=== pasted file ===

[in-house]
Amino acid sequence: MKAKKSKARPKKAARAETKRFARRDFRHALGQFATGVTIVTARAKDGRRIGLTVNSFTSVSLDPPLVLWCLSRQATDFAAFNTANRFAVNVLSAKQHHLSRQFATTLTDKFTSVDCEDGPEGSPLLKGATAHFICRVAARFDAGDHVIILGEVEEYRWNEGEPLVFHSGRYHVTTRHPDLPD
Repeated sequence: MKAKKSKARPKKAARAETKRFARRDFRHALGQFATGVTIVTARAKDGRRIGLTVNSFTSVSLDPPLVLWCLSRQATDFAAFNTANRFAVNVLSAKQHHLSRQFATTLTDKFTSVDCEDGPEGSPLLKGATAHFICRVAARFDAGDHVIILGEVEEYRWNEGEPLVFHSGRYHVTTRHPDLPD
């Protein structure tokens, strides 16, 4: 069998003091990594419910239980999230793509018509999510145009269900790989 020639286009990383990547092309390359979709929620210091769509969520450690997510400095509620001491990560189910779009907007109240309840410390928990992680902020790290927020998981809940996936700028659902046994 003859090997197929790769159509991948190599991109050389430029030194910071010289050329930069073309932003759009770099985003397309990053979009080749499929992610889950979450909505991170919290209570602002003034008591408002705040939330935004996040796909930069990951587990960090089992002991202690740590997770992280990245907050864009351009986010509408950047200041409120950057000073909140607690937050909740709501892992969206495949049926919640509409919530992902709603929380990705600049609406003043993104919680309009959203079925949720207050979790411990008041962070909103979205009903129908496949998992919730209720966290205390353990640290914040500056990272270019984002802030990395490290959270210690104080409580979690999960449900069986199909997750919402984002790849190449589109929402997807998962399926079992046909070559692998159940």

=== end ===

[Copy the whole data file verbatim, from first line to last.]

[in-house]
Amino acid sequence: MKAKKSKARPKKAARAETKRFARRDFRHALGQFATGVTIVTARAKDGRRIGLTVNSFTSVSLDPPLVLWCLSRQATDFAAFNTANRFAVNVLSAKQHHLSRQFATTLTDKFTSVDCEDGPEGSPLLKGATAHFICRVAARFDAGDHVIILGEVEEYRWNEGEPLVFHSGRYHVTTRHPDLPD
Repeated sequence: MKAKKSKARPKKAARAETKRFARRDFRHALGQFATGVTIVTARAKDGRRIGLTVNSFTSVSLDPPLVLWCLSRQATDFAAFNTANRFAVNVLSAKQHHLSRQFATTLTDKFTSVDCEDGPEGSPLLKGATAHFICRVAARFDAGDHVIILGEVEEYRWNEGEPLVFHSGRYHVTTRHPDLPD
């Protein structure tokens, strides 16, 4: 069998003091990594419910239980999230793509018509999510145009269900790989 020639286009990383990547092309390359979709929620210091769509969520450690997510400095509620001491990560189910779009907007109240309840410390928990992680902020790290927020998981809940996936700028659902046994 003859090997197929790769159509991948190599991109050389430029030194910071010289050329930069073309932003759009770099985003397309990053979009080749499929992610889950979450909505991170919290209570602002003034008591408002705040939330935004996040796909930069990951587990960090089992002991202690740590997770992280990245907050864009351009986010509408950047200041409120950057000073909140607690937050909740709501892992969206495949049926919640509409919530992902709603929380990705600049609406003043993104919680309009959203079925949720207050979790411990008041962070909103979205009903129908496949998992919730209720966290205390353990640290914040500056990272270019984002802030990395490290959270210690104080409580979690999960449900069986199909997750919402984002790849190449589109929402997807998962399926079992046909070559692998159940």